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Ataxia Support Network

Standing up after bending down and legs getting weaker


#21

Mine started in my mid 40s and I’m now 68. As this condition has progressed, various symptoms have been exceptionally challenging and have had a big impact on my life. While I was still able to be moderately active, it was much easier to feel optimistic. Now, my exercise is confined to housework, and even that is becoming much harder to tackle. I have to bend because I can’t kneel, but we all know standing upright again brings on dizziness, so even the simplest tasks take ages, but someone has to clean… At the moment, I’m experiencing an Episodic attack, being mobile leaves me exhausted due to all the multitasking involved, so I sit still to get some relief. But sitting brings on stiffness and pain in my legs… :neutral_face: xB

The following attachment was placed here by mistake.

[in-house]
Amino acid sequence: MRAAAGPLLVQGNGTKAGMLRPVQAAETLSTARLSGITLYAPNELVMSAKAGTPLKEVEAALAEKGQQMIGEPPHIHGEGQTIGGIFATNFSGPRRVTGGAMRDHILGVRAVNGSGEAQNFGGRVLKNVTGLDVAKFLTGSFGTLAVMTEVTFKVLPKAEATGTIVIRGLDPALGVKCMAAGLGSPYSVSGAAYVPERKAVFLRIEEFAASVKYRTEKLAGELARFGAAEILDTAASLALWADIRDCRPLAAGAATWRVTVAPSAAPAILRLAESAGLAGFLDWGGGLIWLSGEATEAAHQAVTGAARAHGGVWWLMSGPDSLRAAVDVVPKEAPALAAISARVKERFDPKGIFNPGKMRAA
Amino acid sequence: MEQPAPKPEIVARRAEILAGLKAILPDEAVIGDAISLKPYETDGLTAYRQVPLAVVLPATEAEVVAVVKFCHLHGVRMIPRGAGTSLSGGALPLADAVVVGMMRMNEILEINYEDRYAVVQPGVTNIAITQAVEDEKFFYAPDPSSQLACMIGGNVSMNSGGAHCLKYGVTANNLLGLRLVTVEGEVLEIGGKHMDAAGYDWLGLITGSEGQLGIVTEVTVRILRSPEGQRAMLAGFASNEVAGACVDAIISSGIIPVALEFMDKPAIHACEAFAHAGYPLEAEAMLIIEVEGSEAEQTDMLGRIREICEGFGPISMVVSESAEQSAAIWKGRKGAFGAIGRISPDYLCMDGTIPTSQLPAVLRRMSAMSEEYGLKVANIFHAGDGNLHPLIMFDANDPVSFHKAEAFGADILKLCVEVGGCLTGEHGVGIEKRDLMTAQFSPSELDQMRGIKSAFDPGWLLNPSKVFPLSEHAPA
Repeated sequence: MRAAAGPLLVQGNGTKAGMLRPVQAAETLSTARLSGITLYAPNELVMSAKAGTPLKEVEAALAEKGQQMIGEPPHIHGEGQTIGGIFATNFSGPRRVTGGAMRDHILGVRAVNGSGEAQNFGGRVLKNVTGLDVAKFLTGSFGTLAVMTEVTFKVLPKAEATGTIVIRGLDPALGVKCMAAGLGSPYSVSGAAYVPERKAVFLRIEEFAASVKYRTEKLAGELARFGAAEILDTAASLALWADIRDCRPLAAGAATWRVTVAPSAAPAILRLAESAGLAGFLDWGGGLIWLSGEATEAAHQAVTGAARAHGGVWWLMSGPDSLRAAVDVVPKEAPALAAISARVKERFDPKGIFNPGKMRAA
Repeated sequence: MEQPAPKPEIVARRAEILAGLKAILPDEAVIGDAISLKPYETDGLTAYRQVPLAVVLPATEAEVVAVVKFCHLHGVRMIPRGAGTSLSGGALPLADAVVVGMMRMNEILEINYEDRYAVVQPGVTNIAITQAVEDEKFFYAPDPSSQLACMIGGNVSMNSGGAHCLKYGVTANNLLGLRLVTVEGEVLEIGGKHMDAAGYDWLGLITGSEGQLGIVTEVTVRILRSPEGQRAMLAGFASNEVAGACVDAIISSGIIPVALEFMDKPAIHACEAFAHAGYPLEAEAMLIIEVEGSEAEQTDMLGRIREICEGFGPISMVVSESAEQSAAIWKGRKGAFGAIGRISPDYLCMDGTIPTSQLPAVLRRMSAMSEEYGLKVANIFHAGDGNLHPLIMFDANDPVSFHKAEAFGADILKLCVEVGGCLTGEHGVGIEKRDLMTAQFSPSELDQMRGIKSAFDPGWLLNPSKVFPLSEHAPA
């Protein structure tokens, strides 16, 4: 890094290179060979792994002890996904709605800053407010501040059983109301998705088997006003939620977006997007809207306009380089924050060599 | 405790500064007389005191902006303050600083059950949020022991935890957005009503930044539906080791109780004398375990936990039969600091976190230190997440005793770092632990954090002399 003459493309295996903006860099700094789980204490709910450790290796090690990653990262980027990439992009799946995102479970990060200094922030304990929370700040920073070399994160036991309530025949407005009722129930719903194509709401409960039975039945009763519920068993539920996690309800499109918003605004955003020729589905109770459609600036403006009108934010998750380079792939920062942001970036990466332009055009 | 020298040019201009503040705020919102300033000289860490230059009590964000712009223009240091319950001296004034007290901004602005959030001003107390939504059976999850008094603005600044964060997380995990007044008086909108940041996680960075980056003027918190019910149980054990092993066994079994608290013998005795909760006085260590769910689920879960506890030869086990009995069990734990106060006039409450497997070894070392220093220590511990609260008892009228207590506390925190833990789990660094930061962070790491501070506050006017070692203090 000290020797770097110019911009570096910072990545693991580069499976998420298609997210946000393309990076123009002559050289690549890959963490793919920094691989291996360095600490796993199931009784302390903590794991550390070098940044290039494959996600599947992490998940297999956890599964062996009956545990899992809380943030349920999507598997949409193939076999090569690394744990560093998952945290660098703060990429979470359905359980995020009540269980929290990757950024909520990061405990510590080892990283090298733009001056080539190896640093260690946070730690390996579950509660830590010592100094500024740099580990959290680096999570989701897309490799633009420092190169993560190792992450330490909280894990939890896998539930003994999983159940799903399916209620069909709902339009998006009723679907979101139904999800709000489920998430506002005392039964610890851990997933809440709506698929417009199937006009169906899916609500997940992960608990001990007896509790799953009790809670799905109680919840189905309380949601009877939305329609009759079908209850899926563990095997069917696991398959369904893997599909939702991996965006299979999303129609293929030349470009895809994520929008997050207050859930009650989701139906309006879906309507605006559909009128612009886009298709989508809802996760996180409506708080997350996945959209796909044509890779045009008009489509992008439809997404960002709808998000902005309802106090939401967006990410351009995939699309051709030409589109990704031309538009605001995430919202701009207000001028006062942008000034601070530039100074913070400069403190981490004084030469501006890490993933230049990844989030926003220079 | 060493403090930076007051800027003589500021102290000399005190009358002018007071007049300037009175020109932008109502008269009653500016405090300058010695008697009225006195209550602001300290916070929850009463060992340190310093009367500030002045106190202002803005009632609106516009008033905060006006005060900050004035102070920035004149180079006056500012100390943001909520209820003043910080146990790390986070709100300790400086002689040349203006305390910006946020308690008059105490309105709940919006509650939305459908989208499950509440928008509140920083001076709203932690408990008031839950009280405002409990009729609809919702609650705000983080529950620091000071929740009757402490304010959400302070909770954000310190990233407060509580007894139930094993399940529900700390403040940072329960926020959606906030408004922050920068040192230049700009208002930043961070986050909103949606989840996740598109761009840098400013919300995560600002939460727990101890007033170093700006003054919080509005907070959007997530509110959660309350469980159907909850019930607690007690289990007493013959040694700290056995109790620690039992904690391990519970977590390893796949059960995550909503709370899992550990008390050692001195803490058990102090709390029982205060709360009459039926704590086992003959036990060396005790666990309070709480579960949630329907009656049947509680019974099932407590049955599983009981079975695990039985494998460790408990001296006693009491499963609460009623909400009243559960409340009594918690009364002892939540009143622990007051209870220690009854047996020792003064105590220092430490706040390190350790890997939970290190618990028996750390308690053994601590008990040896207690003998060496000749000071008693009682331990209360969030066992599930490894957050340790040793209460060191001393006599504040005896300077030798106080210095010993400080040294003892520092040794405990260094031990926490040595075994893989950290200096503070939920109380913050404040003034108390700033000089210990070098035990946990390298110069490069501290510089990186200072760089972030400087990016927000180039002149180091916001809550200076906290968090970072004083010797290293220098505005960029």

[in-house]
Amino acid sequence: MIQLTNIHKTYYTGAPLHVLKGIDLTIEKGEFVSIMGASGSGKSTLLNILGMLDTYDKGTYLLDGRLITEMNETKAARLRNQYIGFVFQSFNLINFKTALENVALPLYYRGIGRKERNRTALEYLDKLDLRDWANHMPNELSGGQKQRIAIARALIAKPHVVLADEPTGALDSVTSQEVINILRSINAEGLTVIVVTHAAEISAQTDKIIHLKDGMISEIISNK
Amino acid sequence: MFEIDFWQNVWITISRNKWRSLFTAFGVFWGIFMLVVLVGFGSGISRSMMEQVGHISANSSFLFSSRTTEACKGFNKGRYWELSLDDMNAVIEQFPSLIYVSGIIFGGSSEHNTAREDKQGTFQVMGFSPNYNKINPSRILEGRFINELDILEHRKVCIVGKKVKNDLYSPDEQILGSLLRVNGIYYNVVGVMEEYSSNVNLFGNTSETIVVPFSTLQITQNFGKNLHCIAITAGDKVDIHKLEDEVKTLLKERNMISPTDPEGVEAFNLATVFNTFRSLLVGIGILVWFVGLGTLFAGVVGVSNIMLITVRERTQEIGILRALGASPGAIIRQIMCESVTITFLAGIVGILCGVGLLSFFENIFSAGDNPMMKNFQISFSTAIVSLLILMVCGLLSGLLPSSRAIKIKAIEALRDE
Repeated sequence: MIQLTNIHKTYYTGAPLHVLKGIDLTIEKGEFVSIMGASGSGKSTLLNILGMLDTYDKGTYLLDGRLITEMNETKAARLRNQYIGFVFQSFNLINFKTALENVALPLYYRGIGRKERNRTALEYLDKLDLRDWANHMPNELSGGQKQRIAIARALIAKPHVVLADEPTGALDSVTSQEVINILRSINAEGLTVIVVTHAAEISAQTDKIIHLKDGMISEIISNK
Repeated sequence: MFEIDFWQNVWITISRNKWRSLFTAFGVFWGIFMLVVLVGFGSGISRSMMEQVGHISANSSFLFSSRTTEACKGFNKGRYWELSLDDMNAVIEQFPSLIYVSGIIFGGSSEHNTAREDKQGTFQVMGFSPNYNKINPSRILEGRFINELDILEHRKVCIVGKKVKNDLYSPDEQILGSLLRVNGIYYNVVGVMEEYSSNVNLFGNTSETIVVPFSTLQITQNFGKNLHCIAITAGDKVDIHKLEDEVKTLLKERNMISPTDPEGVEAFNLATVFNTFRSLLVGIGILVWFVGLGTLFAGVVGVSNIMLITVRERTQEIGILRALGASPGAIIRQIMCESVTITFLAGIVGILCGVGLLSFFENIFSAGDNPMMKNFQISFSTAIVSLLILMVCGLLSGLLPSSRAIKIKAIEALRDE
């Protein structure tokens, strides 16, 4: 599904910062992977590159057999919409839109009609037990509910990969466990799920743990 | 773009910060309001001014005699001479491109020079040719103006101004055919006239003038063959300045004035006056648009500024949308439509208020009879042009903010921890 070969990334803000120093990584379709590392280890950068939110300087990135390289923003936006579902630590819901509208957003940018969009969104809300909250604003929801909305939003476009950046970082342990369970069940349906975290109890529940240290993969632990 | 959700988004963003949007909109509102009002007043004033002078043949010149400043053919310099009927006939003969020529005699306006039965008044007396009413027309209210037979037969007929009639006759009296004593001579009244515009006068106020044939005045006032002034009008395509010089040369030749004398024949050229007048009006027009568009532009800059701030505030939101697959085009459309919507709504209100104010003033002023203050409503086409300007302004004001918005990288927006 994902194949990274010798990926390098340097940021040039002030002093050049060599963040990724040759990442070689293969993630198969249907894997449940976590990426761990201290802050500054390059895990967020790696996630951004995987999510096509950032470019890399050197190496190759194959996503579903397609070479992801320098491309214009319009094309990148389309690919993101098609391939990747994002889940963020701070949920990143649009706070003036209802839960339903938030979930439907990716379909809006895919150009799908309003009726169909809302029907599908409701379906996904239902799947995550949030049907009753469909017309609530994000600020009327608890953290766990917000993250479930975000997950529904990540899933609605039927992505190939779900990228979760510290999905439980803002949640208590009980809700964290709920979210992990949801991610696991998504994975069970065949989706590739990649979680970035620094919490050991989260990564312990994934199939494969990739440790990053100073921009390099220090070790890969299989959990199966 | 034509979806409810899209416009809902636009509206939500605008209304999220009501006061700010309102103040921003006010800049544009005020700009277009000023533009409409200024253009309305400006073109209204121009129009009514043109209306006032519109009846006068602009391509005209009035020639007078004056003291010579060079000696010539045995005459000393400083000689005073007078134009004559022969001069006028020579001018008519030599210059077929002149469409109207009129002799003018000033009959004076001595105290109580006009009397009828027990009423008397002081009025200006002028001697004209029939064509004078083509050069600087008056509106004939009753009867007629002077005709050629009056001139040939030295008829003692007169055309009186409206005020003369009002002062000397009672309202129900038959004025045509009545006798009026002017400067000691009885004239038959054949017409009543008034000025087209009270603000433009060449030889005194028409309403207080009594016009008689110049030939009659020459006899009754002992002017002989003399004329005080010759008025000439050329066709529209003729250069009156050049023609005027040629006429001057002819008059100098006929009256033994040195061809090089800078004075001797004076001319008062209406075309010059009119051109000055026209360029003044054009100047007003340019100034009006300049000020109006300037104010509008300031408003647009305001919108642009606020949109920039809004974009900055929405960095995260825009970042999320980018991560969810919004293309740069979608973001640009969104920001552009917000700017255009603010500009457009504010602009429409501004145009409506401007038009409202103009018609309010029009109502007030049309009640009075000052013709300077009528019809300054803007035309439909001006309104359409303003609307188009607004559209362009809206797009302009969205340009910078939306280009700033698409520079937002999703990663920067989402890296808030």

#22

yes, I’m same, diagnosed late 50;s with CA and now 76 years old. I join a 2-hour tai chi class twice a week and do the set sitting down and the foundation exercises standing with walker in front of me. I also have personal trainer come to my home for an hour once a week to do resistance exercise and weight training.
I start to fall all the time but careful to have my walker to hand. I have just got a wider and more stable one, the Olympos. I have ELLIPTICAL CROSS TRAINER at home, a vibroplate and nintendo wii fit which I use one thing each day but not on tai chi and PT days. I can get up off the floor if I turn onto my knees and crawl to the bed and pull myself onto it. The tai chi class is good for the chat at break-time. Ataxia has taken over my life but my husband is supportive. I spend a lot of time [too much] on my laptop, reading FB timeline and news feeds but we do get out once a week at least to walk in park or visit country estates.
It has been a very slow progression so I just keep thinking of new ways to cope.
Patsy


#23

No you’re not lucky. But they are.


#24

What is an episodic attack? I have attacks or fits but have been told they’re not related to ataxia. My eyes roll round involuntarily and I feel very dizzy (more dizzy than usual).
Is that an episodic attack?


#25

That does not sound like an episodic attack from ataxia, but more like a seizure. Have you discussed your fits with your neurologist? I do not have ataxia episodic attacks, but I think they are times when ataxia symptoms are worse. Your symptoms are not classical ataxia symptoms.


#26